The risks to wildlife and human health from lead ammunition alleged by speakers at the Oxford Lead Symposium, neither of whom have medical expertise, have been exaggerated and distorted by quoting selectively from research, according to the British Association for Shooting and Conservation (BASC).
Estimates from the Oxford Lead Symposium that between 50,000 and 100,000 waterfowl could be affected are so wide as to represent little more than guesswork and the report itself says that “more precise estimates cannot readily be made.” They are based on extrapolation and are not supported by hard evidence. Despite the worst estimates of bird mortality, there is no evidence of an impact at a population scale.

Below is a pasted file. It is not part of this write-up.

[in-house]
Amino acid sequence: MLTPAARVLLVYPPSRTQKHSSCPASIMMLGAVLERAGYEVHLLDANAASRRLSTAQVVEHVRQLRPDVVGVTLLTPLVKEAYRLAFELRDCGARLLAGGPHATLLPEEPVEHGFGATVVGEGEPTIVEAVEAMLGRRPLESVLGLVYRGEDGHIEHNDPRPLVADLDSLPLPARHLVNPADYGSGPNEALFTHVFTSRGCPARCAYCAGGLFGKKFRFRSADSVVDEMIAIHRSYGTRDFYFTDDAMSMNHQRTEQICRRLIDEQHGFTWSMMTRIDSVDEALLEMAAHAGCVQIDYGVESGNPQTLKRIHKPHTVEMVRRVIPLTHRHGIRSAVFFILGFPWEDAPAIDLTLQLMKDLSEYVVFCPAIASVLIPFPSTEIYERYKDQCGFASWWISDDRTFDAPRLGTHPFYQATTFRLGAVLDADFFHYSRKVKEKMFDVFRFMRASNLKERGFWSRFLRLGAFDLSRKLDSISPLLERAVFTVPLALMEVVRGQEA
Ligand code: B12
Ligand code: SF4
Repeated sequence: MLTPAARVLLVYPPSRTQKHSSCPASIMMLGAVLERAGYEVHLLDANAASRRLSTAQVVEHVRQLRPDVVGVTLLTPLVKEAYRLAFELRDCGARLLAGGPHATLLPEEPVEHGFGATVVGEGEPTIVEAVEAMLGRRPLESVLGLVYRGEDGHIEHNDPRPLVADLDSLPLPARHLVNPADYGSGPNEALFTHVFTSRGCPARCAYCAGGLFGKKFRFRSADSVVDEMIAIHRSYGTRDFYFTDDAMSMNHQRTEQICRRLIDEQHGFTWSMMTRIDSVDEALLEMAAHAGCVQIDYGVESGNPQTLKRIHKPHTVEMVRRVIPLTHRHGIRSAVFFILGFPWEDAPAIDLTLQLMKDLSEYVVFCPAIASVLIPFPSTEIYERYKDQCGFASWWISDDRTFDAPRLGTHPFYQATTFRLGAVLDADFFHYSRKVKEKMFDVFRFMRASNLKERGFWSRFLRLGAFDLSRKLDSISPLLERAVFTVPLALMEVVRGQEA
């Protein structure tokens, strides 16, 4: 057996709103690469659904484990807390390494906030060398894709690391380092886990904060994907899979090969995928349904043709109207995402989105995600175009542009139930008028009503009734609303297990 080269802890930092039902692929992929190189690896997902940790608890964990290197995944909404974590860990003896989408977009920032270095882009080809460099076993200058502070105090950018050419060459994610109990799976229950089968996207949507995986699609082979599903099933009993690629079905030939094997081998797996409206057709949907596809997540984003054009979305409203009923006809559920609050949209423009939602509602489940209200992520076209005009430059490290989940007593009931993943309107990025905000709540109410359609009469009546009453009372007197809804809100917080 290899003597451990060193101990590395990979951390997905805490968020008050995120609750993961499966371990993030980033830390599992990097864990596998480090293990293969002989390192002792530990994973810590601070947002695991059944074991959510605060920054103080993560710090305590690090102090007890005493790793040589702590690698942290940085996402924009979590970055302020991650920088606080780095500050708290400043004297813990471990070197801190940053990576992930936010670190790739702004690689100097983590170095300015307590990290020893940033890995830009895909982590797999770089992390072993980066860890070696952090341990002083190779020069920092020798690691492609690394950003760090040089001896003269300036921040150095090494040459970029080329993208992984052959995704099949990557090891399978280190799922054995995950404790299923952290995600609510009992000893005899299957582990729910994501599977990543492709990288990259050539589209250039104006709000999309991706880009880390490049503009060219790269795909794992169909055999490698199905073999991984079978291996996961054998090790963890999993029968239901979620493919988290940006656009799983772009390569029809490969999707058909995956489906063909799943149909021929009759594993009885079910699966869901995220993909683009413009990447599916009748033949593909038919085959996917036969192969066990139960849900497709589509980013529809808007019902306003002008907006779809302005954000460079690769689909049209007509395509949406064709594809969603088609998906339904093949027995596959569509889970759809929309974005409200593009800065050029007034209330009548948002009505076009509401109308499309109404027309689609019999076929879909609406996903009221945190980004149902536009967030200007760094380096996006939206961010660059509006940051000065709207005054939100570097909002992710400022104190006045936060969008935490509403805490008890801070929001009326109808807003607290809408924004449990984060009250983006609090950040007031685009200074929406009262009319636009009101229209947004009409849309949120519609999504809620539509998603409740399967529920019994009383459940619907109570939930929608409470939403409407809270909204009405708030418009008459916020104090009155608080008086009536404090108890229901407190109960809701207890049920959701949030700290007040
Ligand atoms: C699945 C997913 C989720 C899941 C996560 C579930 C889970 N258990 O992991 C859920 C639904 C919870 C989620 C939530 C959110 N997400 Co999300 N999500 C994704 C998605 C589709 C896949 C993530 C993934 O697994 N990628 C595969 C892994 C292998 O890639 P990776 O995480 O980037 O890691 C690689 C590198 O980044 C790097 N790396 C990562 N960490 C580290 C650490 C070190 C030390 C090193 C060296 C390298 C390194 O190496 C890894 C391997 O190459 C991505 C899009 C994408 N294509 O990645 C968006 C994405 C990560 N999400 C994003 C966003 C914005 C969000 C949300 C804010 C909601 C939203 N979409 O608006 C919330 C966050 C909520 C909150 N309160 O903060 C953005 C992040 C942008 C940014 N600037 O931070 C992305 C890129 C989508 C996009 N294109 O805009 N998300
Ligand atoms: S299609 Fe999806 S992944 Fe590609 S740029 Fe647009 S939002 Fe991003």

The effects on human health are similarly distorted and the research appears to take no account of recent Swedish data that shows that properly processing game meat eliminates any contamination. The Food Standards Authority has already issued guidance on game meat consumption – similar to that for tuna and swordfish – to significantly reduce any risk.
BASC chairman Alan Jarrett said: “The presence of a risk alone is no justification for a ban. Risks can be managed and reduced by taking the appropriate actions. BASC has seen nothing to justify extending existing regulations covering lead ammunition.
“Policymakers should be guided by reliable science, robust evidence and the principles of better regulation; none of these are present in the reports from the Oxford Lead Symposium.
“BASC will continue to work with its sister organisations on this important issue and will continue to insist on sound evidence and proper process. We will not let our guard drop.”